“We’re Just Geeks”: Disciplinary Identifications Among Business Students and Their Implications for Personal Responsibility

Maribel Blasco*

*Corresponding author for this work

Research output: Contribution to journalJournal articleResearchpeer-review

Abstract

This research shows how business students’ disciplinary specializations can affect their sense of personal responsibility by providing rationalizations for moral disengagement. It thereby conceptualizes business students’ disciplinary specializations as a key dimension of the business school responsibility learning environment. Students use four main rationalizations to displace responsibility variously away from their own disciplinary specializations, to claim responsibility as the prerogative of their specialization, and to shift irresponsibility onto disciplinary out-groups. Yet despite their disciplinary identifications, students largely rationalized that their sense of responsibility was an individual matter that was unlikely to be affected by contextual influences, and they attributed irresponsible behavior to incorrigible ‘bad apples.’ A theoretical model is offered which illustrates these dynamics by combining Bandura’s social cognitive theory with social identity theory. The research is based on secondary data, specifically focus-group interviews conducted with undergraduate students at a major Scandinavian business school in connection with the implementation of the UN Principles for Responsible Management Education (PRME) initiative. The implications for management education include the need to strengthen students’ ‘disciplinary reflexivity,’ and to explicitly address the tension between students’ disciplinary solidarities and their faith in their own individual moral infallibility.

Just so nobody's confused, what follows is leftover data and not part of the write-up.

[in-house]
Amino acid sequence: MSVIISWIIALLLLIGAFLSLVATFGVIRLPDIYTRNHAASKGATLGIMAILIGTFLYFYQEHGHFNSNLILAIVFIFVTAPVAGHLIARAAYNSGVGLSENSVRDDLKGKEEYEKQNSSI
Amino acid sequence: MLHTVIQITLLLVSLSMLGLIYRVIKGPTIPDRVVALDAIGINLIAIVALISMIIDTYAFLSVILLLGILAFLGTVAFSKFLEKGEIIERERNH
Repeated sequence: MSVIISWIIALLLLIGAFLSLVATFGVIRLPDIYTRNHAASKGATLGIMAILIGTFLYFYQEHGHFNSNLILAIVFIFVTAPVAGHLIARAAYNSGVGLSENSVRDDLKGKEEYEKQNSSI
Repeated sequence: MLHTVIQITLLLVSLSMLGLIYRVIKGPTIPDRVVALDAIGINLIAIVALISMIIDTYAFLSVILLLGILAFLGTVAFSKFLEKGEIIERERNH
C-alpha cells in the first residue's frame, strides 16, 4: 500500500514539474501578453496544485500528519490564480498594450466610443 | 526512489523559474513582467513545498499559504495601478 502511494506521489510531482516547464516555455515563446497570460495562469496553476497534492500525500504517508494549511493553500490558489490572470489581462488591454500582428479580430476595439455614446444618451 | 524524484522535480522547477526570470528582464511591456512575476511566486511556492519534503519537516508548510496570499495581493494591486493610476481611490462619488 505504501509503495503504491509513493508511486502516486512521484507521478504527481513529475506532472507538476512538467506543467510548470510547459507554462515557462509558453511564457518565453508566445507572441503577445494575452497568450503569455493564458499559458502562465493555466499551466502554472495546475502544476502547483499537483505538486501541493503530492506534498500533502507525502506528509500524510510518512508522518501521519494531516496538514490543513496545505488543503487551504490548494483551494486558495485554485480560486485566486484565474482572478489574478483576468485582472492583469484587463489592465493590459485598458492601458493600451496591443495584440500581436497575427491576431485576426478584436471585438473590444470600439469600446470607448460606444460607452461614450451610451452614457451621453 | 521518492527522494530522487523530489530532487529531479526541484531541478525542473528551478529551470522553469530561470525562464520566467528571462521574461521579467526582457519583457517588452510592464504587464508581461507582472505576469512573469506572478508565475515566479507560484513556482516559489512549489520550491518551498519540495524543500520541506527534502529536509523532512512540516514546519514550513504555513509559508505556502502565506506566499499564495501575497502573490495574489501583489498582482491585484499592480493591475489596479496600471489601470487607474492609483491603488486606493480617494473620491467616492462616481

Original languageEnglish
JournalJournal of Business Ethics
Number of pages24
ISSN0167-4544
DOIs
Publication statusPublished - 25 Feb 2021

Bibliographical note

Epub ahead of print. Published online: 25 February 2021.

Keywords

  • Moral disengagement
  • Moral reasoning
  • Personal responsibility
  • Disciplines
  • Business students
  • Management education

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